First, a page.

Been towing my 31' Sovereign from Miami to Yellowstone every summer for the past 8 years with a 2004 Nissan Titan. There was never a moment in the mountains that I felt the least bit that I was in danger or that my rig was inadequate.

3rd gear, 3500 RPM zips me right up the grades at 60 mph without the temp gauges budging a millimeter.

Down is simply a matter of managing inertia. Engine braking, correct brake application, moderate speed.

Nothing dangerous about it.
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Old 11-01-2016, 08:08 PM   #40
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Diesels are nice. My F150 works fine, both up and down.
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Old 11-02-2016, 01:00 AM   #41
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Nice clean summary of the situation.

Ranger gig in Yellowstone? Business, or Monkey Business?

A Titan is no lightweight among trucks. Though there have been magnificent advancements in controls and capabilities since 2004. But you seem to be struggling along OK without them.

I'm not familiar with 31' Sovereigns, but I seem to recall that the coaches were lighter weight in the 80's than they are now. What is the effective weight of your trailer?

I'm pulling 5000 lbs with a strong and smart 5000 lbs truck. MOL

My wife is the primary driver (she has better eyes, and I'm a better navigator) Showed her all the accumulated posts when it was about a page and a half long, and within hours she was using the trailer brakes independently in exactly the right places. (When you need to slow down, and there's a curve involved. ) With a little coaching she soon picked up the M position of the transmission, and downshifted with the press on a toggle switch, until we were gliding down the hill with no foot on or near the brake pedal unless conditions required it. Usually traffic,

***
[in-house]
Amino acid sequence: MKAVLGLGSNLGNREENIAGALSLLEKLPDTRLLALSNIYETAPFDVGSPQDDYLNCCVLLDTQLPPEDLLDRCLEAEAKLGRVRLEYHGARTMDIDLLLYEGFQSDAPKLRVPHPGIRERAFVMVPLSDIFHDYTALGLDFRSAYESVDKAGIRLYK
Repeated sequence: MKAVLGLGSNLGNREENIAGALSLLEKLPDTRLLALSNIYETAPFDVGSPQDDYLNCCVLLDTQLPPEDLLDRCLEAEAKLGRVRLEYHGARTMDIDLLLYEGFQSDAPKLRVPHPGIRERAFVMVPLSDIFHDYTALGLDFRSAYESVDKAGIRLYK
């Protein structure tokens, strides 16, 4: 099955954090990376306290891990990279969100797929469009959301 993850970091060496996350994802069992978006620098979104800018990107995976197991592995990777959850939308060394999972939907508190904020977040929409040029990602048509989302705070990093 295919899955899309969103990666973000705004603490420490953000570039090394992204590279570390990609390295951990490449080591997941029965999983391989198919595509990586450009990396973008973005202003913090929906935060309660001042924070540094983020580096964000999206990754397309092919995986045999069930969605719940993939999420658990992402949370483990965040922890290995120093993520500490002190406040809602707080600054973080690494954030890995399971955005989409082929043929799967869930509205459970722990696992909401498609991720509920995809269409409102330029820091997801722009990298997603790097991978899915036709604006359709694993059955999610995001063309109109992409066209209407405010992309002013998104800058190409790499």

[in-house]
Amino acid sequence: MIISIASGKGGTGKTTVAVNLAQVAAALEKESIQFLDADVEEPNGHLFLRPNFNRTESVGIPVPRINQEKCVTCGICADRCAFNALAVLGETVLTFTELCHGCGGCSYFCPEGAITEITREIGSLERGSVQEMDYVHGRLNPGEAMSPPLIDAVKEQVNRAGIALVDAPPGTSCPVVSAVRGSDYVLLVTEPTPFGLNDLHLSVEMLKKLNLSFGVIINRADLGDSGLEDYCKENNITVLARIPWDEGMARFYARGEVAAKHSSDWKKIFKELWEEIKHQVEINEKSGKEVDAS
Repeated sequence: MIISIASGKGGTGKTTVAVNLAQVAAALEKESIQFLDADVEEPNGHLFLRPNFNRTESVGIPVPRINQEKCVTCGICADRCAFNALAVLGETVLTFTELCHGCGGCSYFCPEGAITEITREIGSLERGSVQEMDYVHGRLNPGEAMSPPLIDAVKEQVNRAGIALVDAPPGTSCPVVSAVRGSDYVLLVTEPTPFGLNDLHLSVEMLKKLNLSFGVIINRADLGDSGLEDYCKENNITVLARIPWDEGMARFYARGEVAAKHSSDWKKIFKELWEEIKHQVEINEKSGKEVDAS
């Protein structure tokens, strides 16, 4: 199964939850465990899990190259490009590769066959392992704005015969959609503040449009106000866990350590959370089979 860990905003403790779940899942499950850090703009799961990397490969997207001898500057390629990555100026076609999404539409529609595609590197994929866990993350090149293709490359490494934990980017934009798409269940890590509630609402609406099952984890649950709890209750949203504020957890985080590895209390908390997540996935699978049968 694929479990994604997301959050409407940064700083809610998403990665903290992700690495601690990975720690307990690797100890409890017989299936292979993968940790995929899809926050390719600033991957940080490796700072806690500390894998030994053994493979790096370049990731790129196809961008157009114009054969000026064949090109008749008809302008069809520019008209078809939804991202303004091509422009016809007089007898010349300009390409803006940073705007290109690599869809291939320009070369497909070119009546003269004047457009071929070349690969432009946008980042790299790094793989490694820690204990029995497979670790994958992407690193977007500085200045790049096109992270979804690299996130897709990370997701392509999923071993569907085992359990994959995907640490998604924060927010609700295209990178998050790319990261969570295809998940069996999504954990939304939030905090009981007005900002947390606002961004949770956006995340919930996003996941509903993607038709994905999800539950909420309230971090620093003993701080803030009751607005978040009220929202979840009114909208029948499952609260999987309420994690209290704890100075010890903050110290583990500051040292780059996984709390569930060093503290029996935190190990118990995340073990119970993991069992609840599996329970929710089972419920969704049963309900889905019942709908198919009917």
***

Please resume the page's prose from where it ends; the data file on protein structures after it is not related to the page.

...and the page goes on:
Trip over last Tuesday. Dang it! We spent 6 wonderful weeks in the Southwest by driving a wide and curvy loop through and around the Colorado Plateau. Plenty of mountains in Colorado to practice on. She got confident and proficient driving in the mountains, and there was still New Mexico and Arizona to go.

Diesels are great, but by no means essential. And we saw a lot of 25 and 28 Flying Clouds pulled by very conventional TV's - a couple of Porsche Cheyenne, a Lexus, and a Jeep. Met a guy a few years ago quite successfully pulling a 23 Serenity with a VW- Tiguan?? The big one. Most others were truck chassis, few diesels, though many 3/4 and 1 ton chassis. Campgrounds were fun - there were usually several AS models.

Thanks to all who contributed to this thread. We learned a lot from y'all, and had a safe trip.

"See ya down the road."

jsutro
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Old 11-02-2016, 06:00 AM   #42
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Thanks for the update. Reassuring to have a second good driver, and great that she stepped up to the task of towing with confidence. With foresight and patience the mountains are fairly straightforward.